Infoscience

Student project

Multidrug-resistant tuberculosis: household transmission and associated risk factors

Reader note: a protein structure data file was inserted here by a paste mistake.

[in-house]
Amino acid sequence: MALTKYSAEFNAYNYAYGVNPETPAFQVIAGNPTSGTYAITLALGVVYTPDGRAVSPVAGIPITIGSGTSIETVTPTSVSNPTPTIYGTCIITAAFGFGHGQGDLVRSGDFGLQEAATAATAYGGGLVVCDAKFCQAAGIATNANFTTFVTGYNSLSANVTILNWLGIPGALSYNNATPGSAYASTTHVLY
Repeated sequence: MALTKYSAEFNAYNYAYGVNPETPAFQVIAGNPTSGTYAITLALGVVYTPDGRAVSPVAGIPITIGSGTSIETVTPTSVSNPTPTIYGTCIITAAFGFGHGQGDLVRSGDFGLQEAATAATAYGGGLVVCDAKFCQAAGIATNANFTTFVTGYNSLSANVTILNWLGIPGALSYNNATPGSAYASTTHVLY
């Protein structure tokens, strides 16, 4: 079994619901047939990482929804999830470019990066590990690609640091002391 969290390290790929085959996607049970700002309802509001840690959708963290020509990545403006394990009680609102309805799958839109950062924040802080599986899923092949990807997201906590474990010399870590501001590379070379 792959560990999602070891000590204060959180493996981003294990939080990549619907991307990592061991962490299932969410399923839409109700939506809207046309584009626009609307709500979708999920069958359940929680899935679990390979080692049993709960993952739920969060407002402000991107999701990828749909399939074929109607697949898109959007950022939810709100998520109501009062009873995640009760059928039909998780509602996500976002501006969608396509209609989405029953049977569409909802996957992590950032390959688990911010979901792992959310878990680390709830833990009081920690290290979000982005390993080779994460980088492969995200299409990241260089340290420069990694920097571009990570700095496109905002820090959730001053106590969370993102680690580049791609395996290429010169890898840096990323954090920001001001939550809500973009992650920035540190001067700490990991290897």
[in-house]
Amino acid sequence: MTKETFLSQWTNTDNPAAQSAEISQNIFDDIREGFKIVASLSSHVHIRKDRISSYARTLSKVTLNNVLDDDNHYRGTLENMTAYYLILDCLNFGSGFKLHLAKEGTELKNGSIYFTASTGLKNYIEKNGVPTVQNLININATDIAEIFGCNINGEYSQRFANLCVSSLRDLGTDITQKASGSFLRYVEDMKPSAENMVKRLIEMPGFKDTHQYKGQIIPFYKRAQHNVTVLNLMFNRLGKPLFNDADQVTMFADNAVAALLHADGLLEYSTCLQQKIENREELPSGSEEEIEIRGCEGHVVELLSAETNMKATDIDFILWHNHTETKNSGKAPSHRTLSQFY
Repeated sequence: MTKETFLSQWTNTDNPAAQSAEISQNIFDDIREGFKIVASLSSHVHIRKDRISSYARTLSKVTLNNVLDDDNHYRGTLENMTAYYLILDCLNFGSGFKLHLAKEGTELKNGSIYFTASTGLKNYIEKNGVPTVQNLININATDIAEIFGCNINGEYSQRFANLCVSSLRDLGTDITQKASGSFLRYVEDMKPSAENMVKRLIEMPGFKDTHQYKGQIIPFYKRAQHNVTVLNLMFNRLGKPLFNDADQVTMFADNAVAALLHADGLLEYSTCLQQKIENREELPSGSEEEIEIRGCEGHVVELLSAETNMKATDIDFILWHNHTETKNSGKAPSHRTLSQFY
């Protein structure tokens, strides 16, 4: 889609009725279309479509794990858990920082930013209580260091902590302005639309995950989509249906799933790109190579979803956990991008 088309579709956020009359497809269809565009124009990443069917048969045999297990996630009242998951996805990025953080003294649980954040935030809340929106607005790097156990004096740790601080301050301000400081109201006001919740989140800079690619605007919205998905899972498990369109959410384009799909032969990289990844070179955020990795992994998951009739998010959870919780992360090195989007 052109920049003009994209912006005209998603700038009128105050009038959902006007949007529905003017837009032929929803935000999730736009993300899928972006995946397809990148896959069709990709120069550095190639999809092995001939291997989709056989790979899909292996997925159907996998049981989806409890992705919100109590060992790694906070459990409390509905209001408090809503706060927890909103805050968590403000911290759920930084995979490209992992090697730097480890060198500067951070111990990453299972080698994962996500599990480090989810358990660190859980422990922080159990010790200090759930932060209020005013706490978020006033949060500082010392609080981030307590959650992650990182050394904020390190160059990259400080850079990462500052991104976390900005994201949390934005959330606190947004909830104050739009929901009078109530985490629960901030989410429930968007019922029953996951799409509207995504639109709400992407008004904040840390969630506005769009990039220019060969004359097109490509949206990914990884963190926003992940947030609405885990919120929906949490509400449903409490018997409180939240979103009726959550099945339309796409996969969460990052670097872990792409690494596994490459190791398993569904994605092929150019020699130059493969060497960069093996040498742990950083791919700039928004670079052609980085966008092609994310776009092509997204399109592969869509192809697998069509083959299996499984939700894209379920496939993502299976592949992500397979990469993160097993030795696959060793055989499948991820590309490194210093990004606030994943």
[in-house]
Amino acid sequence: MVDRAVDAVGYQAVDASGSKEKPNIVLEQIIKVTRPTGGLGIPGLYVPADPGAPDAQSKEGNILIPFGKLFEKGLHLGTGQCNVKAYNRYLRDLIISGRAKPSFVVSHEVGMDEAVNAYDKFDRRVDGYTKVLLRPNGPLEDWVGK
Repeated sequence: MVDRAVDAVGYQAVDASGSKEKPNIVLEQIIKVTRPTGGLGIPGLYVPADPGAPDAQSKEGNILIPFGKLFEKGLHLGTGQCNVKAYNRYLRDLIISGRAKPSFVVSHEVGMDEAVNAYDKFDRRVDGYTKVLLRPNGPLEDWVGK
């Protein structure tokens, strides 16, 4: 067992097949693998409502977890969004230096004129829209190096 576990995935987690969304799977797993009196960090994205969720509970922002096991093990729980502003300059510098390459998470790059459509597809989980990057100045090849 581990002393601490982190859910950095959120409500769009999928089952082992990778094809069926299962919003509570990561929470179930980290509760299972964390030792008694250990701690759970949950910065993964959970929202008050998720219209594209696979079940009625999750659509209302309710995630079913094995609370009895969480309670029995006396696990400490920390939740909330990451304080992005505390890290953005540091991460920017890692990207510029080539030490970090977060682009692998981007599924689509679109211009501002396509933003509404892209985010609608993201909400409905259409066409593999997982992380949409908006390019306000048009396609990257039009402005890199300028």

Given the global burden of tuberculosis, and more precisely of multidrug-resistant (MDR) tuberculosis (TB), one of the most pressing epidemiological issues is the study and prevention of transmission. The study aims to assess transmission within households that present at least two cases of MDR-TB and the possible risk factors, from MDR-TB isolates collected in Lima, Peru and further characterized by genotyping methods, spoligotyping and mycobacterial interspersed repetitive units (MIRU) - variable number tandem repeat (VNTR), used for DNA fingerprinting. Apart from the genotyping results, the data set also provides the drug susceptibility testing (DST) profile for each isolate, as well as information on the households and the patients. The key assumption to transform molecular data into epidemiological data is that all identical isolates are classified in the same cluster, the cluster belong to a unique strain of tuberculosis, and a unique strain infecting more than one individual is presumed to be the result of direct transmission. The analysis is divided in two parts, first the establishment of household transmission or outside transmission for each isolate and then the following epidemiological analysis; and requires the use of Matlab and Stata software. The main results are the cohort characteristics, the concordance between the two genotyping methods, the clusters' composition and size frequency, the transmission analysis, the amplification of resistance analysis and the risk factors analysis for household transmission. From there, the main findings are the high rate of household transmission (more than 80%) of the isolates and drug resistance amplification (up to 10 new resisitances within one household clustered strain). The risk factor analysis did not present any significant results, but a few trends that are worth to explore in the future

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